European risk and insurance industry calls for greater collaboration on cyber risk, and highlights the need for coordination between all stakeholders on solutions for evolving cyber risks
The Federation of European Risk Management Associations (FERMA) has released a new joint report which addresses the challenges faced by all participants in the cyber insurance chain.
The report is the result of a pan-European, multi-stakeholder dialogue and was produced by FERMA in partnership with Allianz Global Corporate & Specialty, AXA XL, HDI Global, Howden, Lloyd’s Insurance Company (Europe), Marsh, and Munich Re.
Central to the findings is the call for greater collaboration between all cyber stakeholders to achieve a balance between the risk appetite of insurers and the coverage requirements of corporate buyers to ensure a sustainable market.
It also urges greater investment in identification and prevention measures, promotes the adoption of transitional coverage and continuous underwriting practices, and proposes an annual high-level international summit focused on cyber resilience.
”Our collective aim is to support the development of a bedrock of cyber resilience at the organisational level”
Philippe Cotelle, vice president of FERMA, and chair of the Digital Committee, said: “This report is the result of a ground-breaking pan-European dialogue across all core cyber insurance stakeholders.
”Our collective aim is to support the development of a bedrock of cyber resilience at the organisational level which is ably supported and enhanced by a robust, relevant, and affordable cyber insurance market and which serves to bolster the overall competitiveness of the European market.”
Lessons for risk managers
For risk managers, there are several areas of interest in the report.
Cotelle, who is also the cyber risk manager for Airbus, says that the report is instrumental in bridging the growing uncertainty regarding which catastrophic loss scenarios are covered by insurance.
He said: ”We can’t be uncertain. We need to know exactly the boundaries where insurance will play in order to make sure that we adapt our risk management accordingly and provide top management… a clear answer about how we plan as a company to adapt to address catastrophic losses.”
The second element of interest is the clear focus on risk identification, quantification, and creating a better dialogue between insurers and risk managers during the underwriting phase.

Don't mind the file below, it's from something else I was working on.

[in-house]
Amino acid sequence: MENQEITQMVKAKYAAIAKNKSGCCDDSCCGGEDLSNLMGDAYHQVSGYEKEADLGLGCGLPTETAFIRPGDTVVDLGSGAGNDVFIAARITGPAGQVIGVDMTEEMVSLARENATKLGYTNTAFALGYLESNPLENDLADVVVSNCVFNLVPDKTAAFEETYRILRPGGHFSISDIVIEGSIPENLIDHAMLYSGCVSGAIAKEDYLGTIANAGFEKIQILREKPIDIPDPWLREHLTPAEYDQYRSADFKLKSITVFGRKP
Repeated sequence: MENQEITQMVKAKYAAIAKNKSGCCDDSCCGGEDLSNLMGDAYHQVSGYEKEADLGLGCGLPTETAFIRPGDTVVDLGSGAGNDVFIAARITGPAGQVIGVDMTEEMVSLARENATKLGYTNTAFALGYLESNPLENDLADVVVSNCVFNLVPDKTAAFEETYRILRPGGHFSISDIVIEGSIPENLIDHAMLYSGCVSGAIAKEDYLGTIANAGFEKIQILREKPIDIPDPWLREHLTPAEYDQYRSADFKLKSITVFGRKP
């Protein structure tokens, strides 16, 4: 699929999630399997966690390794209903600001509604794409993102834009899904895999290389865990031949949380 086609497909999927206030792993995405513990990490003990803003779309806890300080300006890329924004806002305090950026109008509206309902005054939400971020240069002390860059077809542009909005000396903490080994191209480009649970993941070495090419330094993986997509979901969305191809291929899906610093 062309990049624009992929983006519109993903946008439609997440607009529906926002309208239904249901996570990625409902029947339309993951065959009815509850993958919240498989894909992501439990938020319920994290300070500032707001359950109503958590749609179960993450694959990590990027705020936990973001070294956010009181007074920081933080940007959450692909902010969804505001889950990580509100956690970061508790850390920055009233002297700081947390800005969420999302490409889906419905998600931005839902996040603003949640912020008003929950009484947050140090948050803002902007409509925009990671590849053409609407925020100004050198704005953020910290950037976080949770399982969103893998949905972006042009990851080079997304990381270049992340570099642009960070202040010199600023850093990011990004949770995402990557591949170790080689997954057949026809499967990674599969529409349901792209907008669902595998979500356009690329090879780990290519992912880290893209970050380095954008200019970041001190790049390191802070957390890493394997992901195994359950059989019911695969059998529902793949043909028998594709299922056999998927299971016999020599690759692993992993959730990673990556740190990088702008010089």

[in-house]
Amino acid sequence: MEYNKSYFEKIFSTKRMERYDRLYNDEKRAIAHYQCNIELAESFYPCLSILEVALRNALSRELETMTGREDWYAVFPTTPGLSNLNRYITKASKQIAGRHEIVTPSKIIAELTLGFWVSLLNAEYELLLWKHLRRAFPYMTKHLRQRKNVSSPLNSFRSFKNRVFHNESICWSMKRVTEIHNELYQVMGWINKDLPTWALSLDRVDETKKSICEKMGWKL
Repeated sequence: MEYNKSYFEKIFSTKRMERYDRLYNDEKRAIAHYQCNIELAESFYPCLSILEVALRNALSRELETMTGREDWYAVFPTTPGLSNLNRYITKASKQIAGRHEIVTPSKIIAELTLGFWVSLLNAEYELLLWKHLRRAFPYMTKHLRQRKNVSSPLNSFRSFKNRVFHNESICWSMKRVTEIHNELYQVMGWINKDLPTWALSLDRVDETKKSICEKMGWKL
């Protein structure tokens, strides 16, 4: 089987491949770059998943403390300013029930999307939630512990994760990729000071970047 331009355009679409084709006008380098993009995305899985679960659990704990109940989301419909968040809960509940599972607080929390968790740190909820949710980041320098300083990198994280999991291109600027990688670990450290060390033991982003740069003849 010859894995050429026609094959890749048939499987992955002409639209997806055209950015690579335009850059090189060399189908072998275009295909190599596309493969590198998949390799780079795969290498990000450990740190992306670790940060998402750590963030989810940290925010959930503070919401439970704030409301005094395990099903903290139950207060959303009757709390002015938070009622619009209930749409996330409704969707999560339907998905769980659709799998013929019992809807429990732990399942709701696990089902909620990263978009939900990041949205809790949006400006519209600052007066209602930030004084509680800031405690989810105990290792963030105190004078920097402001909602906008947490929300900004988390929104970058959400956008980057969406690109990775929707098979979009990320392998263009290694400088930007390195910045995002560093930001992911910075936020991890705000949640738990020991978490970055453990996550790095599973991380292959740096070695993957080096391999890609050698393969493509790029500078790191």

He said: ”It really has to be a dialogue with clear feedback in order to improve the common understanding of the level of risk which is currently exchanged,”
“[This is] a tremendous opportunity to get better prepared and to improve our resilience.”
The third element is the aim to remove the uncertainty, which can become a huge issue for the development of cyber insurance attractiveness.
Finally, FERMA wants to encourage the industry to share claims data from different insureds to help risk managers get prepared and take note of the different issues that companies face.
He said: “[This is] a tremendous opportunity to get better prepared and to improve our resilience.”
The report recommends that large corporates improve identification and prevention by investing in quantification, benchmarking, and crisis management training and protocols.
It also calls for the establishment of an annual cyber event which brings together stakeholders including risk managers and policymakers to address key market challenges and develop more effective cyber resilience strategies.
What the experts are saying
Typhaine Beaupérin, CEO and secretary general of FERMA, said that Europe can become a world leader in efforts to bolster cyber resilience by “adopting a Europe-wide, pan-stakeholder approach to address every aspect of the cyber challenge and ensuring that through ground-breaking risk-sharing initiatives, we can create the depth and breadth of capacity required to bridge the cyber protection gap.”
Carlos Rodríguez Sanz, regional cyber product leader APAC & Europe at AXA XL said: “The European cybersecurity market is estimated at more than €130 billion and is growing at a rate of 17% a year.
”This is a clear sign that European businesses appreciate the risks associated with cyber security and understand the need and urgency to protect their operations and minimise their exposure.
”Today insurance is one of the most important tools for risk management of business.”
”To help them and society at large to build resilience, insurers and cybersecurity experts must come together to define standards, benchmarking and crisis management protocols, and further raise awareness among SMEs and larger corporates alike.”
Shay Simkin, global head of cyber at Howden added: “Cyber insurance has never been more critical, as even the best-prepared companies cannot eliminate the risk of a cyber-attack.
”Ransomware, wars and rate increases encapsulate a period of incredible change in the cyber insurance market. Strong cyber controls are increasingly important as insurers deploy capacity when they are satisfied by companies’ risk management protocols.”
Dr Jürgen Reinhart, chief underwriter cyber at Munich Re, said: “Effectively managing cyber risk is critical for society… Today insurance is one of the most important tools for risk management of business.
”When it comes to systemic risks, a societal dialogue needs to be enforced, as their management is best enabled in an effective public-private partnership.”